4. ORFEUS H2 measurements
For the lines of sight toward HD 269698, HD 269546 and HD 36402 the analysis of H2 line strengths is presented in the following. For 2 other lines of sight, ORFEUS H2 measurements of Magellanic-Cloud gas have been published recently by de Boer et al. (1998; LH 10:3120) and Richter et al. (1998, 1999a; HD 5980, LH 10:3120).
Wavelengths and oscillator strengths for the H2 lines have been taken from the list of Morton & Dinerstein (1976) 1. We measured equivalent widths () by using either trapezoidal or gaussian fits. For the error determination we used the algorithm of Jenkins et al. (1973), taking into account photon statistics and the number of pixels involved for each line. In order to estimate the uncertainty for the choice of the continuum, we fitted a maximum and a minimum continuum to the data in the vicinity of each line and derived a mean deviation. The error for given in Table 2 represents the total uncertainty calculated from all contributions discussed above. Column densities were derived by using a standard curve-of-growth technique.
Table 2. H2 equivalent widths for LMC gas toward HD 269698
4.1. HD 269698
The ORFEUS spectrum of HD 269698 in the Large Magellanic Cloud shows weak H2 absoption at LMC velocities near km s-1. Six lines from the two rotational ground states () with high oscillator strengths are clearly seen in the spectrum and are not blended by other transitions. For additional five lines from higher rotational states we find upper limits for the equivalent widths of mÅ (Table 2). Fig. 1 shows three of the detected H2 absorption lines plotted on a velocity scale. The lack of absorption in higher rotational states indicates that the H2 gas is not strongly excited. Constructing curves of growth for each rotational state we obtain column densities of cm-2 for and cm-2 for the state, using a b value of 8 km s-1 (best fit). The total H2 column density in the LMC gas toward HD 269698, derived by summing over and , is cm-2. The error is derived from the uncertainty for the fit to the curve of growth and includes the error for the individual equivalent widths and the uncertainty for the b value. From the detection limits for the lines from we can exclude the possibilty that the higher rotational states will significantly contribute to the total H2 column density.
HD 269698 is located in the OB association N 57 at the rim of the supergiant shell LMC 4 where the H I emission (Rohlfs et al. 1984) has a minimum. The IUE spectrum of HD 269698 (Domgörgen et al. 1994) reveals three S II components at LMC velocities in front of the star: near km s-1, near km s-1 and near km s-1. The detected H2 lines obviously belong to the first component.
4.2. HD 269546
In the ORFEUS spectrum of the LMC star HD 269546, no clear H2 absorption is visible at LMC velocities. The presence of H2 at LMC velocities (near km s-1) in ORFEUS data was indicated by Widmann et al. (1998), using a coaddition of 25 Lyman- and Werner lines. However, the Werner R(0), R(1) line-pair near 1009 Å (in Fig. 1 plotted on a velocity scale) gives no hint for the presence of H2 absorption at LMC velocities. Marginal H2 absorption might be present in the Lyman P(1), 2-0 line ( Å) and in the Lyman R(3), 4-0 line ( Å) near km s-1 (Fig. 1), but these absorption features are not clearly distinguishable from noise peaks and no other H2 profiles from show similar features at km s-1. Metal lines in the LMC gas near km s-1 have been found in the IUE spectrum of HD 269546 (Grewing & Schulz-Luepertz 1980). Moreover, the IUE data reveal absorption over the whole velocity range between 0 and km s-1, most likely related to Galactic halo gas and weaker LMC components. H2 absorption at km s-1 is seen in some of the stronger lines, indicating that the Galactic high-velocity gas in front of HD 269546 contains molecular gas and dust (Richter et al. 1999b). The H I emission line data from Rohlfs et al. (1984) show the LMC gas at km s-1. HD 269546 is member of the OB association LH 58 in the N 144 superbubble complex northwest of 30 Doradus. The H I gas seen in 21 cm emission at km s-1 is most likely in front of N 144.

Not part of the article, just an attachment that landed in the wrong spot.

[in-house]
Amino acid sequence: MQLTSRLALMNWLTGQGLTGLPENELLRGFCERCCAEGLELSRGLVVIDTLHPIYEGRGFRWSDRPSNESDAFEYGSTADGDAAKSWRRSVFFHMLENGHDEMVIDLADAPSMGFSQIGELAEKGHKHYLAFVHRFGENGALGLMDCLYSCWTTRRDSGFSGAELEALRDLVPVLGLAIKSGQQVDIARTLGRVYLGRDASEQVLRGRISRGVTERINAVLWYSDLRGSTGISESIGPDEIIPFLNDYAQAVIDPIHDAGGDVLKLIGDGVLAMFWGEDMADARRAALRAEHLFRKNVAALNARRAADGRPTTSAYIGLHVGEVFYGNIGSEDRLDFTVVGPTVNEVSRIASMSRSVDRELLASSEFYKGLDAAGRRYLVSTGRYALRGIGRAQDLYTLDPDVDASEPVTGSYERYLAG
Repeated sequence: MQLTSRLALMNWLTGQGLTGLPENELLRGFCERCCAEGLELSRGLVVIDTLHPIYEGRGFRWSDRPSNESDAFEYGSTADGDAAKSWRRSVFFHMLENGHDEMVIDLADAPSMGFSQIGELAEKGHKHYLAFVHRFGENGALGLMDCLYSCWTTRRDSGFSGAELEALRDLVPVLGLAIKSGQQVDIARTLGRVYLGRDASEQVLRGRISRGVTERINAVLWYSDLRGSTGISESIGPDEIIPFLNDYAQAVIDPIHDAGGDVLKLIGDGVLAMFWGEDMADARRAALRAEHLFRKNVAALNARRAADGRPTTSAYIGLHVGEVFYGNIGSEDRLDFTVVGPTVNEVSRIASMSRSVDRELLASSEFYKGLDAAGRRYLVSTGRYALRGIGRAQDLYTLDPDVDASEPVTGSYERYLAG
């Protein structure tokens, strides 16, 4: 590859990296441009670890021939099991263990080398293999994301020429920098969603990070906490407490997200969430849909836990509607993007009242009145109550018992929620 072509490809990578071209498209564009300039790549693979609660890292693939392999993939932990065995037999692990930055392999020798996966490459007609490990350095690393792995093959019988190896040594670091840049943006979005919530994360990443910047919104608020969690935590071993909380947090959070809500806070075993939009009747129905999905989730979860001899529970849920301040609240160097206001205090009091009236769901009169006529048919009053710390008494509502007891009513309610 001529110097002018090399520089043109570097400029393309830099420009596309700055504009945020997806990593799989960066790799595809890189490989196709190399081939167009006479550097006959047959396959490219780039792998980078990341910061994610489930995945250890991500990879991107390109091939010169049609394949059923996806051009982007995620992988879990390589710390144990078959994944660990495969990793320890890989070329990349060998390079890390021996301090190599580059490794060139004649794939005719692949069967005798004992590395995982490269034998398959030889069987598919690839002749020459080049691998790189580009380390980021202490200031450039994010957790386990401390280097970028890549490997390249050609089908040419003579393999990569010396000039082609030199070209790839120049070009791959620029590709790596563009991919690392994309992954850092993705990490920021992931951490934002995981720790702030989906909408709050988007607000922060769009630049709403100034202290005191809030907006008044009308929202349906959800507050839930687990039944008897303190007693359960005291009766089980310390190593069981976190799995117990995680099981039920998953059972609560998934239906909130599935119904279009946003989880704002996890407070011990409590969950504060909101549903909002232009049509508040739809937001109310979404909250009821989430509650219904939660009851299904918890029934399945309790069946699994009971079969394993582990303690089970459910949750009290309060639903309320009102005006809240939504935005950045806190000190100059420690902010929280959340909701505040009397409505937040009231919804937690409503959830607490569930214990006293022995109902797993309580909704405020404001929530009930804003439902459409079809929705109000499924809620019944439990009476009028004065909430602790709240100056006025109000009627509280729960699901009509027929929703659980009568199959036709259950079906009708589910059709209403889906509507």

Detection limits for eight H2 absorption lines at LMC velocities near km s-1 are used to obtain upper limits for the column densities of for by fitting the values of log () to the linear part of the curve of growth. We calculate an upper limit for the total H2 column density by modeling the population of the rotational states for K. From that we derive cm-2 for the LMC gas toward HD 269546.
4.3. HD 36402
No H2 absorption is seen in the spectrum of HD 36402 at LMC velocities in the range to km s-1. In this velocity range, atomic absorption has been found by de Boer & Nash (1982). We place an upper limit on the H2 column density in the LMC gas after inspecting some of the strongest of the H2 transitions in the rotational states to . HD 36402 is located in the superbubble N 51D and shows hydrogen emission and metal absorption from LMC foreground gas near km s-1 (de Boer & Nash 1982). Therefore we expect H2 absorption from LMC gas roughly at the same velocity. Inspecting the R(0), R(1) line-pair near 1009 Å plotted on the velocity scale (Fig. 1, lowest panel), we find weak absorption near km s-1, but this feature has no significance with respect to the noise.
In the same way as for HD 269546, we determine upper limits for the individual column densities for from the detection limits for some of the stronger H2 transitions near km s-1. We find an upper limit for the total H2 column density in the LMC gas toward HD 36402 of cm-2. Again, this upper limit is calculated under the assumption that the excitation temperature of possibly existing H2 gas in the LMC would not exceed a value of 300 K.
© European Southern Observatory (ESO) 2000
Online publication: July 13, 2000